By Jean Arnott-Glennie, Farms & Estates Account Executive
For those of you who haven’t given much thought to where your Christmas tree comes from and what goes into the growing of the trees, read on.
Scotland has many Christmas Tree plantations, mostly in the South West and North East of the country. The fir and spruce trees are between 5 and 9 years when they are harvested in October ahead of the Christmas market. Before that, there are a myriad of activities that take place to ensure the perfect tree for the celebrations.
Most of the saplings planted in Scotland are grown in Denmark and imported at 2-3 years old. They are then hand planted in prepared soil and nurtured for up to 9 years before the grower can see a return on their investment. During that time, they are fed (fertilised), pruned, weeded, thinned out where necessary, and shaped – these activities are completed annually; and in the case of the fertiliser, more than once per year to ensure the quality of the harvested tree.
During the spring time, when other farmers are thinking of sowing crops or planning fodder cuts the Christmas tree grower is deep in negotiations with the wholesalers to secure their orders for the coming year.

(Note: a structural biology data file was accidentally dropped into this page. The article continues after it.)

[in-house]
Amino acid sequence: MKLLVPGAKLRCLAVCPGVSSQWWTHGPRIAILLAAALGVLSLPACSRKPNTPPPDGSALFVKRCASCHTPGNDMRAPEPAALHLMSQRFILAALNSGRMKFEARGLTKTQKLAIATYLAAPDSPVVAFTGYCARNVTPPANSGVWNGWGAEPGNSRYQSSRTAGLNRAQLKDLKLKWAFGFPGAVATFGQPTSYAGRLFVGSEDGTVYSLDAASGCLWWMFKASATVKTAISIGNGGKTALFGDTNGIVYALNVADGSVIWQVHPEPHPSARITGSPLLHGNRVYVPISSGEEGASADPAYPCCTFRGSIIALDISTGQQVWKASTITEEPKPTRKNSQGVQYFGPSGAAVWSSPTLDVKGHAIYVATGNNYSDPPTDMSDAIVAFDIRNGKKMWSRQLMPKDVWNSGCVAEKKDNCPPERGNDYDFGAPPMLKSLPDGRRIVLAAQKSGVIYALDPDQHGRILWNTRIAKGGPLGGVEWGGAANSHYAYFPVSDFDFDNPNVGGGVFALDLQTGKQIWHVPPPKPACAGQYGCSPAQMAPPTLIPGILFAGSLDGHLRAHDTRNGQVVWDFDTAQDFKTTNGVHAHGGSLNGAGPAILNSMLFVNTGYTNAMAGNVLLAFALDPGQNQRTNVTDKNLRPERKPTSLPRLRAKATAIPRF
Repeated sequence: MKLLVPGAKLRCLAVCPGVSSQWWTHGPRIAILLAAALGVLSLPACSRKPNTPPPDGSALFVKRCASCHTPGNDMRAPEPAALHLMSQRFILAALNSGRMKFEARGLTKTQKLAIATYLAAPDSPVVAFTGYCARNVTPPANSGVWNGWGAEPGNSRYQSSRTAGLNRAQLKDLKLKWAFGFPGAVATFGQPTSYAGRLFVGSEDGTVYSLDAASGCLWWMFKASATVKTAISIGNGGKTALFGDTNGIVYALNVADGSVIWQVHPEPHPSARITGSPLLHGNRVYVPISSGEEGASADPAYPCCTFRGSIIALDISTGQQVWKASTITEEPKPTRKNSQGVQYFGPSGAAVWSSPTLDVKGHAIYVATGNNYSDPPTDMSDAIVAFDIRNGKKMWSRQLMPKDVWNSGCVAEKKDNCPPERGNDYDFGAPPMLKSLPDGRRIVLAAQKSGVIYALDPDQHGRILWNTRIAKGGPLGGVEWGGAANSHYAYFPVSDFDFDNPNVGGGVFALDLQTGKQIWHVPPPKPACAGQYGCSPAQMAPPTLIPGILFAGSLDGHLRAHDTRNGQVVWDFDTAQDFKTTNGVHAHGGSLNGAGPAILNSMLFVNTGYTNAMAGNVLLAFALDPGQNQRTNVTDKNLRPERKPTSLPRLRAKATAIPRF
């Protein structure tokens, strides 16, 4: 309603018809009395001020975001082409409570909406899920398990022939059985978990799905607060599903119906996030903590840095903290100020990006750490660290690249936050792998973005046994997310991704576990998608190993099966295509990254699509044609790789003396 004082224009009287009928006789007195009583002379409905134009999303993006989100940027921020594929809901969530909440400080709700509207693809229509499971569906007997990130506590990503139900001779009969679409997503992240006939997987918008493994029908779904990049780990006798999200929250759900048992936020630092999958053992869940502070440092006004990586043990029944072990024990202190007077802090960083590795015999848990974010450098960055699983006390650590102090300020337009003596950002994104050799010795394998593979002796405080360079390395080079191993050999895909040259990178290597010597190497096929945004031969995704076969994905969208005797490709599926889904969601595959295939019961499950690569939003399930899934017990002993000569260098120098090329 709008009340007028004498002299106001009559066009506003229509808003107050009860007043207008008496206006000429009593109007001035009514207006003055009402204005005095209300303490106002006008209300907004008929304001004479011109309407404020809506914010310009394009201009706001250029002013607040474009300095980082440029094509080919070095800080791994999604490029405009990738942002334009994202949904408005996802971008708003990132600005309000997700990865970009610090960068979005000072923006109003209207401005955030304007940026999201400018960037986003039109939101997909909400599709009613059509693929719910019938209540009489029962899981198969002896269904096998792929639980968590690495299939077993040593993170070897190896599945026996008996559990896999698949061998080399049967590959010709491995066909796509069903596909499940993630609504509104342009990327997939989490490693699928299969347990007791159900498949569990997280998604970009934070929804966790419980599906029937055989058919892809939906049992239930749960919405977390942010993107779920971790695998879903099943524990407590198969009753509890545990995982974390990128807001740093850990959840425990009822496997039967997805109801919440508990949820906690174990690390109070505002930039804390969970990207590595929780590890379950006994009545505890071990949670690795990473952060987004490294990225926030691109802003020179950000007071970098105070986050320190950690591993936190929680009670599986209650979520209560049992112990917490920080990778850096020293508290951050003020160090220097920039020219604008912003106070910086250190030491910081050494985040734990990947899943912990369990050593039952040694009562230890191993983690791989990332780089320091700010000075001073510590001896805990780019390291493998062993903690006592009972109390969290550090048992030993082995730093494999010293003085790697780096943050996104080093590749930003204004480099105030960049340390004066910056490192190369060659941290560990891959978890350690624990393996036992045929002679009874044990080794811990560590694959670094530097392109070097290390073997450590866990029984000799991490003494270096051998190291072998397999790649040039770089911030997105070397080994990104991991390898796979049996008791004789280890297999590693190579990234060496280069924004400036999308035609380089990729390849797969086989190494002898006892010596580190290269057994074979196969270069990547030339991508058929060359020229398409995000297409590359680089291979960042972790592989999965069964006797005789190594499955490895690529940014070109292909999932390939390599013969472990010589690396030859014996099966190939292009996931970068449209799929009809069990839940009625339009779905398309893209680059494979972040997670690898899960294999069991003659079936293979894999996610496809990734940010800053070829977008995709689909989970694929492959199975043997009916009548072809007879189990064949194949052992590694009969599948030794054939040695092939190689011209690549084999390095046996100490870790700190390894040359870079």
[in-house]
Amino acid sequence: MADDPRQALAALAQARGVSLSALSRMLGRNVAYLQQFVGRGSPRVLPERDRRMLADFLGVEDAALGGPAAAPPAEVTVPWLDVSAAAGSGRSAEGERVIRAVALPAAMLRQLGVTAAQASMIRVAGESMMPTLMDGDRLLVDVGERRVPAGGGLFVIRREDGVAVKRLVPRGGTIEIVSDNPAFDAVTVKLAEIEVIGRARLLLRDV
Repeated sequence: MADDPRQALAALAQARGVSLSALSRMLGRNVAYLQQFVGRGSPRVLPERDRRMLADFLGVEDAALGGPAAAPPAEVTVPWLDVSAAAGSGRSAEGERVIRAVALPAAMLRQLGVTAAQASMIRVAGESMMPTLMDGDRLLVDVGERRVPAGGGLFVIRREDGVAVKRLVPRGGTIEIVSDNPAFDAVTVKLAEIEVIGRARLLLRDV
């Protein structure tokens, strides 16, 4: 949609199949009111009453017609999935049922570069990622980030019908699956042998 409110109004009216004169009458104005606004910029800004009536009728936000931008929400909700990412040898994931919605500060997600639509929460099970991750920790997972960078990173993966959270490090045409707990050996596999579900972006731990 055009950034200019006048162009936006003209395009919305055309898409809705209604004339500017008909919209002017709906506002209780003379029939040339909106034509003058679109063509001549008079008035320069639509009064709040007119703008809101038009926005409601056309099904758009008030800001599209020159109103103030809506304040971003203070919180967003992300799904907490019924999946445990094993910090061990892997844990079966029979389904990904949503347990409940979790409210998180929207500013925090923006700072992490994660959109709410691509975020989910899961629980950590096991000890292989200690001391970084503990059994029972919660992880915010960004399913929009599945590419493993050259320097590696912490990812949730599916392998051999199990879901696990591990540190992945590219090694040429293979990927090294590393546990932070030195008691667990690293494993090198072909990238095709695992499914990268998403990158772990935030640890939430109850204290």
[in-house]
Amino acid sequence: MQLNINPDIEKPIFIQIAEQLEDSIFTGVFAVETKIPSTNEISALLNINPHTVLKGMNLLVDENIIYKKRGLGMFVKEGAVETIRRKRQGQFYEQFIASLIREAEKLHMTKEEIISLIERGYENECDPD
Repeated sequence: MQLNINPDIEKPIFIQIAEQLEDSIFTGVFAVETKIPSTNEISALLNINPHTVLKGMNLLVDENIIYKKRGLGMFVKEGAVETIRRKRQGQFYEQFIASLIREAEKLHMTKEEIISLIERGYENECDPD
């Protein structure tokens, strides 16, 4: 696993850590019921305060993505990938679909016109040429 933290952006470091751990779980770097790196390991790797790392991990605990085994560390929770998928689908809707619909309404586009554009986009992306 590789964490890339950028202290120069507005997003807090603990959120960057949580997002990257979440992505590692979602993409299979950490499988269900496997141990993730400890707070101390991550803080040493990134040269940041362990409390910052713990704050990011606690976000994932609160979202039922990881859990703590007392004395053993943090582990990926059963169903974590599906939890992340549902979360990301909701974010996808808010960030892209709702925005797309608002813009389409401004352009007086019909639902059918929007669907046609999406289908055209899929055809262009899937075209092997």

Once the size, variety and quantity have been agreed the trees that are to be sold are identified and labelled during June and July. This is all done manually, with a measuring stick, so that there are enough quantities of the different types of Christmas tree.
In August, many of the growers and forestry workers meet in the Danish town of Langesoe for the annual Forestry & Machinery show. This gives growers and machinery manufacturers alike a chance to promote their products and buyers an opportunity to survey the market options. During this show, there is also a competition to judge the “best” Christmas tree.
The winners are presented with trophies and the opportunity to provide THE tree to the Danish monarchy in December!
By September, the preparations for harvest are well underway. Stocks of pallets and netting are delivered to the various locations. Machinery is taken out of storage and serviced; and staffing, logistics, and freight are put in place.
In October, there will be Operator Training and Health & Safety refresher courses for staff In November, more than 500,000 Christmas Trees will be cut in the North East of Scotland alone. Again, all the cutting, netting and palletising is done by hand, usually outside, with short daylight hours and winter weather conditions.
So, when you speak to a Christmas Tree Grower and think that they only work 1 month of the year – think again! Merry Christmas – ho-ho-ho!!!
If you have any questions or queries please do not hesitiate to contact Jean Arnott-Glennie on 07881093485 or e-mail Jean.Arnott-Glennie@brucestevenson.co.uk